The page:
Social impact, social preference, and perceived popularity were assessed using a standard peer-nomination procedure (5, 20, 51). For social impact and social preference, pupils were asked to nominate up to three members of their tutor group who they most and least wanted to hang around with. Participants could not nominate themselves, and could respond with “Nobody,” “I don't know,” or “I don't want to answer.” Peer-nominations were summed and standardized within tutor groups to create separate z-scores for the 'most liked' and 'least liked' nominations. Social impact was calculated by summing the most and least liked z-scores, and a social preference score was obtained by subtracting the least liked z-score from the most liked z-score (20).
Similarly, for perceived popularity, participants were asked to nominate up to three classmates who were the 'most popular' and 'least popular'. Perceived popularity was then calculated by subtracting the standardized 'most popular' z-score by the 'least popular' z-score (5).
Behavioral and Emotional Difficulties
The strengths and difficulties questionnaire (SDQ) (52) has been widely used to assess behavioral and emotional difficulties, and prosocial behavior in 11–17 year-olds (53). This self-report measure consists of 25 items grouped into five subscales: hyperactivity, emotional symptoms, peer problems, conduct problems, and prosocial behavior.
Participants responded on a three-point scale; from 0 = not true to 2 = certainly true, to indicate how much they agreed with each statement. A score for each subscale was calculated by summing responses from the corresponding items. Higher scores indicate more difficulties, except for the prosocial subscale in which higher scores reflect more prosocial behavior. The peer problems subscale addresses aspects of peer victimization and popularity, and was therefore excluded from the analyses. Additionally, one item was removed from the conduct problems subscale as it described behavior associated with bullying. A total difficulties score was obtained by summing the hyperactivity, emotional symptoms and conduct problems subscales, with higher scores indicating more difficulties. Cronbach's alpha for total difficulties was.71 and.70 for the prosocial behaviour subscale.
Participants completed Rosenberg's Self-Esteem (SE) Scale (54), which includes 10 self-report items, with responses on a four-point scale; from 0 = “disagree a lot” to 3 = “agree a lot.” All items were reverse-coded, whereby higher scores indicated lower self-esteem, and responses were summed to create a total self-esteem score. Cronbach alpha for the current sample was α = .89.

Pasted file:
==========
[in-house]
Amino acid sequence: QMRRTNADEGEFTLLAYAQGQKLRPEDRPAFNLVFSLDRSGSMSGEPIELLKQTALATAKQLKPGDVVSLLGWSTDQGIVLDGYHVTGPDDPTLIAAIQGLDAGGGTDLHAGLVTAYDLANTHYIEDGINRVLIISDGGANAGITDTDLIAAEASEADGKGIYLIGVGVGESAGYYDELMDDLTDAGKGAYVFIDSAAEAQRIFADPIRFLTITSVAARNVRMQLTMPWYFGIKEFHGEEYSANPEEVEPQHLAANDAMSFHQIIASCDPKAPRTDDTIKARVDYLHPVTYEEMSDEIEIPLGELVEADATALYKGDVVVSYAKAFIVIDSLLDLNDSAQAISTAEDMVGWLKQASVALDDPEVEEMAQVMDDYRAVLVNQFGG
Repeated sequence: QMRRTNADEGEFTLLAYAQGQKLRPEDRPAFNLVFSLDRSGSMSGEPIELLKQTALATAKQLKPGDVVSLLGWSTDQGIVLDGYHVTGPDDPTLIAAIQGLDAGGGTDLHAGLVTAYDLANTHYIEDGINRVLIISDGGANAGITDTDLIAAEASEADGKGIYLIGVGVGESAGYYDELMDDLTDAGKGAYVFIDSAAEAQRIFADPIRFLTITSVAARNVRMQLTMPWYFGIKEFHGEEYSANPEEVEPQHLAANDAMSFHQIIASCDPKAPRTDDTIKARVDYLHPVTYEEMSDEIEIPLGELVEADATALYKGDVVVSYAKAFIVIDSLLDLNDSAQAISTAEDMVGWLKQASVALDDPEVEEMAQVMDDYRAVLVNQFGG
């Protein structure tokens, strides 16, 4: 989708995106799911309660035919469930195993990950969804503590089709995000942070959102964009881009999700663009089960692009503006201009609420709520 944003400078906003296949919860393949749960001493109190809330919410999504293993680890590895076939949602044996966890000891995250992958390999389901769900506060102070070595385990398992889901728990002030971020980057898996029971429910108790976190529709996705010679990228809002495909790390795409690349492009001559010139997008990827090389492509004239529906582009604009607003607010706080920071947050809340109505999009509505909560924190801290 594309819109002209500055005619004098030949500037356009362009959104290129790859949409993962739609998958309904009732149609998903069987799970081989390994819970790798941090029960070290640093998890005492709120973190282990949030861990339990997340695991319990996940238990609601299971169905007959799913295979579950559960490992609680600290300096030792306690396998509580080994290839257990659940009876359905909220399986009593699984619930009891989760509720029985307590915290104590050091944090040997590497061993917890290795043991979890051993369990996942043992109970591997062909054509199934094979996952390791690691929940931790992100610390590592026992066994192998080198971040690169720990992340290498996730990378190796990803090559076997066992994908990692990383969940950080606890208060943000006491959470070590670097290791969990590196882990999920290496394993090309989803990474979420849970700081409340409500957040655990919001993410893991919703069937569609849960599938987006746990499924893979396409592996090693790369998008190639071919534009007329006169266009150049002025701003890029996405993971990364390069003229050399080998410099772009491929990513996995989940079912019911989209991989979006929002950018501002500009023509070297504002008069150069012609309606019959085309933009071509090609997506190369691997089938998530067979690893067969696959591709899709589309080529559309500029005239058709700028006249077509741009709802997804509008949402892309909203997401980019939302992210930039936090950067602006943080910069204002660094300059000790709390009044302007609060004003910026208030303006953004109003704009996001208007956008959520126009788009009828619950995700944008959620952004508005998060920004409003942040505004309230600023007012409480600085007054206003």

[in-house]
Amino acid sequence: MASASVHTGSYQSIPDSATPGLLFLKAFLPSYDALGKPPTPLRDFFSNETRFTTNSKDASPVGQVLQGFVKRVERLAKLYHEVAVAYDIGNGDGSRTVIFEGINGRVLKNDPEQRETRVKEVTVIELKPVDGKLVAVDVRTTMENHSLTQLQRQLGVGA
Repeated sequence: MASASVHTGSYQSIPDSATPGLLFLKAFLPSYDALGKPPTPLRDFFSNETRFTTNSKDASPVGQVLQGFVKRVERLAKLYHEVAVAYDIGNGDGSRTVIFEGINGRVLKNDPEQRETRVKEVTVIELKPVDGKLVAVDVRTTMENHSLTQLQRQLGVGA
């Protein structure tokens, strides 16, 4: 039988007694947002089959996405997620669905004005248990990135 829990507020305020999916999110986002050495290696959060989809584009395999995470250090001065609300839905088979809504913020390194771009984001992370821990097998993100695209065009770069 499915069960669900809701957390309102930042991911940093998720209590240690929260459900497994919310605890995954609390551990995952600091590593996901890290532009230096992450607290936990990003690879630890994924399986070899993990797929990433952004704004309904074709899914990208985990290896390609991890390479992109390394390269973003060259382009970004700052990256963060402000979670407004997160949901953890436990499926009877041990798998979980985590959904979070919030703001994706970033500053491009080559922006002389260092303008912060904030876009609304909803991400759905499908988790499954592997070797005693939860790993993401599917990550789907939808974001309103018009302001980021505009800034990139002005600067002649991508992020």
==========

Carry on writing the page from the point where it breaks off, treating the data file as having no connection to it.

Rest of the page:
Pupils reported their gender, ethnicity, date of birth, and their parent's highest level of education (i.e., 1–11 years; no education to basic schooling, and >11 years; further education, college or university). Ethnicity was dichotomized into 'White British' and 'Other' due to the low prevalence of individual ethnic groups (e.g., 'Asian' was the next largest group at 6.1%). Schools provided data regarding participants' attendance (%) and pupil premium status. In the UK, pupil premium refers to extra funding that schools receive for disadvantaged pupils (including pupils who have been eligible for free school meals in the past six years). Pupil premium status for each participant ('yes'/'no') was obtained as an indicator of deprivation and/or financial assistance.
Participants with whole scales missing for the self-reported bullying and victimization measure were excluded from the final sample, along with participants with more than one missing item per scale. Missing data for a single item was replaced with the mean value for that scale (stratified by gender), and bivariate analyses found no significant differences in bullying role or any demographic variable between those with complete or missing data.
Analysis of variance (ANOVAs) or chi-square comparisons were conducted to compare scores between the bullying roles for each of the demographic variables, and participants' scores for self-esteem, total difficulties (calculated from the difficulties subscales of the strength and difficulties questionnaire; SDQ) and prosocial behavior (the prosocial subscale of the SDQ). ANOVAs and Bonferroni adjusted post-hoc comparisons were also conducted to identify differences in the mean scores for social impact, social preference, and perceived popularity between the bullying roles. Finally, analysis of covariance (ANCOVAs) and Bonferroni adjusted post-hoc comparisons were conducted to compare mean scores between the bullying roles for social impact, social preference, and perceived popularity, whilst controlling for all demographic variables, scores for self-esteem, total difficulties and prosocial behavior (which were entered as covariates).